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U.S. quads rally, women out at Paralympics

September 4, 2012 11:26 AM
Nick Taylor and David Wagner live to see another day in doubles at the 2012 Paralympic Games in London, while young Mackenzie Soldan and Emmy Kaiser are out after Monday.
By Steve Goldberg, special to USTA.com

And then there were three. The London run for Mackenzie Soldan and Emmy Kaiser came to an end on Centre Court at Eton Manor as the Paralympic debutantes lost a third-set tiebreaker to the German tandem of Sabine Ellerbrock and Katharina Kruger. Both had lost in singles earlier in the day and had hoped to take that frustration to victory in the doubles.

Kaiser took on the no. 8 seed, Great Britain's Lucy Shuker, and the home crowd at Centre Court, losing 0-6, 2-6. Soldan faced the no. 5 seed Marjolein Buis of the Netherlands with less success, losing in straight sets 2-6, 0-6.

"She was just hitting her lines," said Kaiser of the home country favorite. "To play her, you have to keep it out of her wingspan, which is not small and the biggest ball she hits is pretty much every ball she hits, you can't react quick enough to put it anywhere but there."

Soldan admitted that playing one of the Dutch dynamos got the better of her. "I kind of froze up. I tried my hardest but I just couldn't do what I needed to do to win. The Dutch thing -- they are intimidating."

Down 1-4 in the first set, it didn't look like that doubles redemption was even a possibility, yet the two youngest members of the U.S. team - Kaiser is 22 and Soldan 20 - steeled their resolve and started winning by not trying to hit winners every time. Watching Soldan attempt a sharp angle drop shot off a return where angels would fear to tread, coach Dan James remarked that "she might not have made that choice with more experience." But he was quick to add that he would not be the one to coach that aggressive creativity out of her. Shape it, of course; lose the passion to win from whence it comes, never.

Yes, she missed some cheeky attempts but she also made some as her partner Kaiser started finding the right mix of velocity and targeting. The pair knocked the far more experienced Germans on their heels to even the set at 4-4 and then win it in a tiebreaker.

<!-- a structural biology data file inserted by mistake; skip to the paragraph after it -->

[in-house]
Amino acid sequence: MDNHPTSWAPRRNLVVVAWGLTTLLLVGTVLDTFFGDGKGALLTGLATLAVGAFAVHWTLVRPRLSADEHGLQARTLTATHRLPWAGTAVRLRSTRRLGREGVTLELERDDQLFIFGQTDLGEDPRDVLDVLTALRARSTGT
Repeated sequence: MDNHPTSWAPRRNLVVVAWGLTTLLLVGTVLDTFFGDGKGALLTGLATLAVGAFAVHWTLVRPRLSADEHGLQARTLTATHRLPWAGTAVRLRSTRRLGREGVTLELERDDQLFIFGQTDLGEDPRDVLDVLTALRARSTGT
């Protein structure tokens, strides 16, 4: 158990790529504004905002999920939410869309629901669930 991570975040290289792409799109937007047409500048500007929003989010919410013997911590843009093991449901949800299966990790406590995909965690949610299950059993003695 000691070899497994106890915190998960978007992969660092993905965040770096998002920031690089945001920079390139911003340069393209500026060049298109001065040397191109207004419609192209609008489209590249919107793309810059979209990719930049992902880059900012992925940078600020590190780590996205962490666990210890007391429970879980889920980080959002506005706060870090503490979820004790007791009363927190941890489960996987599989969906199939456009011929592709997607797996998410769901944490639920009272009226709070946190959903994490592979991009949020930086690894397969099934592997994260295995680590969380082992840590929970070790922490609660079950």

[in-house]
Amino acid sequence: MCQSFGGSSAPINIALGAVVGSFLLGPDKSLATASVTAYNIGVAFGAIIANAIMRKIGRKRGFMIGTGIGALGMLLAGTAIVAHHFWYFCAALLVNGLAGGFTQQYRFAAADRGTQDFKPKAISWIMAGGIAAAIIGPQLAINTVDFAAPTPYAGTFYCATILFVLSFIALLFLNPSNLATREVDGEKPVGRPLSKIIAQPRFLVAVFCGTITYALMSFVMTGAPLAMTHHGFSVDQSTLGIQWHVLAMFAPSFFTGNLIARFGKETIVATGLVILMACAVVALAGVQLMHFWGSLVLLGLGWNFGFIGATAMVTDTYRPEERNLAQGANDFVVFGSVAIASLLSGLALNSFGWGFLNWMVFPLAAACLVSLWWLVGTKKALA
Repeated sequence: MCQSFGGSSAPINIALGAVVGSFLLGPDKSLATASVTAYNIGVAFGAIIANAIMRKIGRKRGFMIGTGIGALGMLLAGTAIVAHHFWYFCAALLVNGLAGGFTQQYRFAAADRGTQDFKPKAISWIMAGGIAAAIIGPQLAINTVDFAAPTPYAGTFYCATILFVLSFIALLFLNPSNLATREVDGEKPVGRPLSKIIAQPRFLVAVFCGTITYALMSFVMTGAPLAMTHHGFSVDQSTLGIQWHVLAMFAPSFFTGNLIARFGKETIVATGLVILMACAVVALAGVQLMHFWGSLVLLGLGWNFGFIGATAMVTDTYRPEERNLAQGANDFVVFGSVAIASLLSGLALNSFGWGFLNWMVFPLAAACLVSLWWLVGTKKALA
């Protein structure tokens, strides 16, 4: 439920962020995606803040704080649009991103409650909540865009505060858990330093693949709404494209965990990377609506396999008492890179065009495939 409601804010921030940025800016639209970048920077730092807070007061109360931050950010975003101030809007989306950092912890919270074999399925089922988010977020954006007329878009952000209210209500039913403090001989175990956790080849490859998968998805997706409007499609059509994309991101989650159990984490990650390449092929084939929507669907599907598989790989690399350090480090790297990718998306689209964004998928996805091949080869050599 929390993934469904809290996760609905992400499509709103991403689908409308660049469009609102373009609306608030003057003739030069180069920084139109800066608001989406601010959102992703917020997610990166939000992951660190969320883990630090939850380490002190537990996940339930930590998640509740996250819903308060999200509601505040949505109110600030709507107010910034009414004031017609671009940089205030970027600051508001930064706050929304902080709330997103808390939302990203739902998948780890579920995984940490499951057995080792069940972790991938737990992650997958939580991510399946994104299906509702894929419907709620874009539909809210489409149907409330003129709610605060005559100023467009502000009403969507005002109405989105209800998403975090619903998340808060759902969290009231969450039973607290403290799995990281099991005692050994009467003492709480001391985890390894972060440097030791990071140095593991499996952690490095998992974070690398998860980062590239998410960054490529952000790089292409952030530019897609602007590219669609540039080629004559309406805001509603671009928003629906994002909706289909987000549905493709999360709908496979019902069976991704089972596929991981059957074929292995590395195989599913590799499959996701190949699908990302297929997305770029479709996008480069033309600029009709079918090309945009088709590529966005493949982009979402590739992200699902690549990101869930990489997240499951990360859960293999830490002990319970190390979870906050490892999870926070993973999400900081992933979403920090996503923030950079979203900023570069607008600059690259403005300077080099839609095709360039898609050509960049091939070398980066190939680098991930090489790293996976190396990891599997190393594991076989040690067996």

If only that was enough. Experience would win out. Ellerbrock, 36, the world no. 4, and Kruger, the no. 13-ranked player who's also 22 but in her second Paralympics, took the second set 6-2 and weathered another tiebreaker in the third to send the Americans packing.

Tiebreakers were the order of the bright sunny day. In the quad doubles semifinal that preceded the women on Centre Court, David Wagner and Nick Taylor won the first set 6-3 but ended up chasing the second against the Israeli duo of Noam Gershony and Shraga Weinberg. They caught up after spotting the Israelis a 3-1 lead. It was a game of long but hard fought rallies with a number of Israeli and American flags draped through the stands. With a very supportive crowd for both teams chanting "Go USA" or "Kadima", which is Hebrew for forward, there was a palpable energy on Centre Court for the first time that day.

With Wagner and Taylor the defending gold medalists from Beijing, and the British duo of Peter Norfolk and Andrew Lapthorne considered number two, the Israelis stand at number three and could have had the win on any given day. In the second set, it looked like they wanted it to be this day.
Yet Wagner and Taylor are fierce competitors and every hard won point brought exclamations of "Come on!" They fought to get ahead 6-5 but Gershony and Weinberg were not going to concede quietly. They jumped ahead in the tiebreaker 4-1 and it looked as though a third set was imminent. When Wagner's shot hit the net to make it 6-2 in favor of the Israelis, it seemed done. Their backs against the wall, Wagner and Taylor, who seems to be the Misty May of this duo - getting all the serves but punishing the opposition nonetheless - took each point by force of will, either hitting a winner or causing a mistake. Experience won the day.

The U.S. quads will face Norfolk and Lapthorne, winners over the Japanese pair of Kawano and Moroishi, and the whole of Britain in the final.


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